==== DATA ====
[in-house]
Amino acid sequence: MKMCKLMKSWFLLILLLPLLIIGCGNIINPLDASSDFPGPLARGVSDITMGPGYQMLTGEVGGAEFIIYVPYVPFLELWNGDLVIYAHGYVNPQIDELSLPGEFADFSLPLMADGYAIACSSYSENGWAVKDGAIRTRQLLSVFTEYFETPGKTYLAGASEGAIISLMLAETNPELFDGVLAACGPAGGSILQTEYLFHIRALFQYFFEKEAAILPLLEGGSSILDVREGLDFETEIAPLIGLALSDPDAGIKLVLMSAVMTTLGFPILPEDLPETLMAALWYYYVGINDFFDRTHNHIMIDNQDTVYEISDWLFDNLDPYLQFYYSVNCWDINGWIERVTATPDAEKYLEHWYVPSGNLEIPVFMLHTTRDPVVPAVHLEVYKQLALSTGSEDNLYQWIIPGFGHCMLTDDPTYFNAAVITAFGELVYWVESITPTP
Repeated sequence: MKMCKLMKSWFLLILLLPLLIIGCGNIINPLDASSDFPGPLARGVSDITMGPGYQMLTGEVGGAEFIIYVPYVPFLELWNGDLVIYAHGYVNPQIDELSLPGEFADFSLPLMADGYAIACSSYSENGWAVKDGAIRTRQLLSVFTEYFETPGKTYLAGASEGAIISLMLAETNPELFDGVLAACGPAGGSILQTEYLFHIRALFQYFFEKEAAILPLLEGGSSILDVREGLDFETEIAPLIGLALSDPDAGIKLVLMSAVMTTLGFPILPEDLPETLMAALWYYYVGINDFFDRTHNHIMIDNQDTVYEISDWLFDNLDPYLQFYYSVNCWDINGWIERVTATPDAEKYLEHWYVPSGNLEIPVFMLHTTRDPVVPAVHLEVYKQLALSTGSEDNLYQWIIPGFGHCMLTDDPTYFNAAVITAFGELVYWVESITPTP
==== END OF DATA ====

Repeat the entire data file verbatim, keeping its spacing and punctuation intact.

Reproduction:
[in-house]
Amino acid sequence: MKMCKLMKSWFLLILLLPLLIIGCGNIINPLDASSDFPGPLARGVSDITMGPGYQMLTGEVGGAEFIIYVPYVPFLELWNGDLVIYAHGYVNPQIDELSLPGEFADFSLPLMADGYAIACSSYSENGWAVKDGAIRTRQLLSVFTEYFETPGKTYLAGASEGAIISLMLAETNPELFDGVLAACGPAGGSILQTEYLFHIRALFQYFFEKEAAILPLLEGGSSILDVREGLDFETEIAPLIGLALSDPDAGIKLVLMSAVMTTLGFPILPEDLPETLMAALWYYYVGINDFFDRTHNHIMIDNQDTVYEISDWLFDNLDPYLQFYYSVNCWDINGWIERVTATPDAEKYLEHWYVPSGNLEIPVFMLHTTRDPVVPAVHLEVYKQLALSTGSEDNLYQWIIPGFGHCMLTDDPTYFNAAVITAFGELVYWVESITPTP
Repeated sequence: MKMCKLMKSWFLLILLLPLLIIGCGNIINPLDASSDFPGPLARGVSDITMGPGYQMLTGEVGGAEFIIYVPYVPFLELWNGDLVIYAHGYVNPQIDELSLPGEFADFSLPLMADGYAIACSSYSENGWAVKDGAIRTRQLLSVFTEYFETPGKTYLAGASEGAIISLMLAETNPELFDGVLAACGPAGGSILQTEYLFHIRALFQYFFEKEAAILPLLEGGSSILDVREGLDFETEIAPLIGLALSDPDAGIKLVLMSAVMTTLGFPILPEDLPETLMAALWYYYVGINDFFDRTHNHIMIDNQDTVYEISDWLFDNLDPYLQFYYSVNCWDINGWIERVTATPDAEKYLEHWYVPSGNLEIPVFMLHTTRDPVVPAVHLEVYKQLALSTGSEDNLYQWIIPGFGHCMLTDDPTYFNAAVITAFGELVYWVESITPTP